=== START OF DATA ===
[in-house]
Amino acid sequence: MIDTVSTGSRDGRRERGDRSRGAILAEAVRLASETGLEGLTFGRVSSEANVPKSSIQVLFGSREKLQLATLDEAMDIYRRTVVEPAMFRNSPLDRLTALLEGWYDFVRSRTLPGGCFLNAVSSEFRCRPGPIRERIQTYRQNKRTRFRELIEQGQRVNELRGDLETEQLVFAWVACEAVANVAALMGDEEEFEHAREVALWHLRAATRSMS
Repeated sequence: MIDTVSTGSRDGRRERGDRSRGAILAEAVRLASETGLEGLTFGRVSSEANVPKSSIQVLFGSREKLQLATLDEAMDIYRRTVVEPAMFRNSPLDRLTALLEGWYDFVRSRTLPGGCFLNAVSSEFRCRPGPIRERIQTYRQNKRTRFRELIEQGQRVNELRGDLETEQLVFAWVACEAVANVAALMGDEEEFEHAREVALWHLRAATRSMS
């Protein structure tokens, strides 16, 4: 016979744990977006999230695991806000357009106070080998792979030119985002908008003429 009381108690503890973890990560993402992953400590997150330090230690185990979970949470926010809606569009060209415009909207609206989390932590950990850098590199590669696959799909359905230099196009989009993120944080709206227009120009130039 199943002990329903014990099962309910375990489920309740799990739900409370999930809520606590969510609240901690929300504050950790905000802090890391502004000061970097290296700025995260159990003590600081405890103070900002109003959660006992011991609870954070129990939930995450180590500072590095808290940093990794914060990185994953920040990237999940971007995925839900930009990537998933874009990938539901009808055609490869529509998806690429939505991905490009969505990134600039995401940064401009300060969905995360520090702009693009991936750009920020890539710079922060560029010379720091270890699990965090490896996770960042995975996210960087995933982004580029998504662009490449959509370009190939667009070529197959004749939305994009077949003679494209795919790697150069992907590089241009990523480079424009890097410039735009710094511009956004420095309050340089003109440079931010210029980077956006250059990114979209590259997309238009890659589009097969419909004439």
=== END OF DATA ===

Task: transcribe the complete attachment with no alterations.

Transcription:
[in-house]
Amino acid sequence: MIDTVSTGSRDGRRERGDRSRGAILAEAVRLASETGLEGLTFGRVSSEANVPKSSIQVLFGSREKLQLATLDEAMDIYRRTVVEPAMFRNSPLDRLTALLEGWYDFVRSRTLPGGCFLNAVSSEFRCRPGPIRERIQTYRQNKRTRFRELIEQGQRVNELRGDLETEQLVFAWVACEAVANVAALMGDEEEFEHAREVALWHLRAATRSMS
Repeated sequence: MIDTVSTGSRDGRRERGDRSRGAILAEAVRLASETGLEGLTFGRVSSEANVPKSSIQVLFGSREKLQLATLDEAMDIYRRTVVEPAMFRNSPLDRLTALLEGWYDFVRSRTLPGGCFLNAVSSEFRCRPGPIRERIQTYRQNKRTRFRELIEQGQRVNELRGDLETEQLVFAWVACEAVANVAALMGDEEEFEHAREVALWHLRAATRSMS
């Protein structure tokens, strides 16, 4: 016979744990977006999230695991806000357009106070080998792979030119985002908008003429 009381108690503890973890990560993402992953400590997150330090230690185990979970949470926010809606569009060209415009909207609206989390932590950990850098590199590669696959799909359905230099196009989009993120944080709206227009120009130039 199943002990329903014990099962309910375990489920309740799990739900409370999930809520606590969510609240901690929300504050950790905000802090890391502004000061970097290296700025995260159990003590600081405890103070900002109003959660006992011991609870954070129990939930995450180590500072590095808290940093990794914060990185994953920040990237999940971007995925839900930009990537998933874009990938539901009808055609490869529509998806690429939505991905490009969505990134600039995401940064401009300060969905995360520090702009693009991936750009920020890539710079922060560029010379720091270890699990965090490896996770960042995975996210960087995933982004580029998504662009490449959509370009190939667009070529197959004749939305994009077949003679494209795919790697150069992907590089241009990523480079424009890097410039735009710094511009956004420095309050340089003109440079931010210029980077956006250059990114979209590259997309238009890659589009097969419909004439």